Functional magnetic resonance imaging (fMRI) has been widely used for imaging brain functions. However, the extent of the fMRI hemodynamic response around the active sites, at submillimeter resolution, remains poorly understood and controversial. With the use of perfusion-based fMRI, we evaluated the hemodynamic response in the cat visual cortex after orientation-specific stimuli. Activation maps obtained by using cerebral blood flow fMRI measurements were predominantly devoid of large draining vein contamination and reproducible at columnar resolution. Stimulus-specific cerebral blood flow responses were spatially localized to individual cortical columns, and columnar layouts were resolved. The periodic spacing of orientation columnar structures was estimated to be 1.1 ± 0.2 mm (n = 14 orientations, five animals), consistent with previous findings. The estimated cerebral blood flow response at full width at half-maximum was 470 μm under single-stimulus conditions without differential subtraction. These results suggest that hemodynamic-based fMRI can indeed be used to map individual functional columns if large-vessel contributions can be minimized or eliminated.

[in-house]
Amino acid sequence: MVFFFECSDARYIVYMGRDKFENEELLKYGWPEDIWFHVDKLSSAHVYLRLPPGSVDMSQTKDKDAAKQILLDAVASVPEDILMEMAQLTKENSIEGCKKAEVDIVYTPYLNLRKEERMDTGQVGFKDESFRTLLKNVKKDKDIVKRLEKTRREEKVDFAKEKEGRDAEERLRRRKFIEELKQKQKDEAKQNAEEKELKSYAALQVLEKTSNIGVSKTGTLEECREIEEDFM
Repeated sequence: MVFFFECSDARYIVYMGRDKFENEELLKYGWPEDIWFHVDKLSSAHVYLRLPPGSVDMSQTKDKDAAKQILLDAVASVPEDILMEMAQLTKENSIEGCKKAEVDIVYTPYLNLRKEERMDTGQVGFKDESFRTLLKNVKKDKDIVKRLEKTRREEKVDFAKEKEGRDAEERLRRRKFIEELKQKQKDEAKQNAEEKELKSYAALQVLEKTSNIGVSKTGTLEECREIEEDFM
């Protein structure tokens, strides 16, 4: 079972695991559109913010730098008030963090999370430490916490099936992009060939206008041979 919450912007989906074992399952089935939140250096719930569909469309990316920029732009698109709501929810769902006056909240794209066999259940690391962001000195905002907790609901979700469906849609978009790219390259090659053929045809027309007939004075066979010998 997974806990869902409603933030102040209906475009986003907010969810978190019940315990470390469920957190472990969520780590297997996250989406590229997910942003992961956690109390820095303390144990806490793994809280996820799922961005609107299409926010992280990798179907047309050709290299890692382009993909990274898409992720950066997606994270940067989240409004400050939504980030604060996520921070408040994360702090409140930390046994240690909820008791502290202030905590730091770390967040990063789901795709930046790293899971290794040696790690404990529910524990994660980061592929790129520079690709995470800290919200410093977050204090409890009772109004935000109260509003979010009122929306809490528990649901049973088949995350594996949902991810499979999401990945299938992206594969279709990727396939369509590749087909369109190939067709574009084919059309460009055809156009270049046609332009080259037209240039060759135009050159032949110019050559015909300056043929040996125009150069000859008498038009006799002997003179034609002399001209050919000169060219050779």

|Original language||English (US)|
|Number of pages||6|
|Journal||Proceedings of the National Academy of Sciences of the United States of America|
|State||Published - Sep 11 2001|
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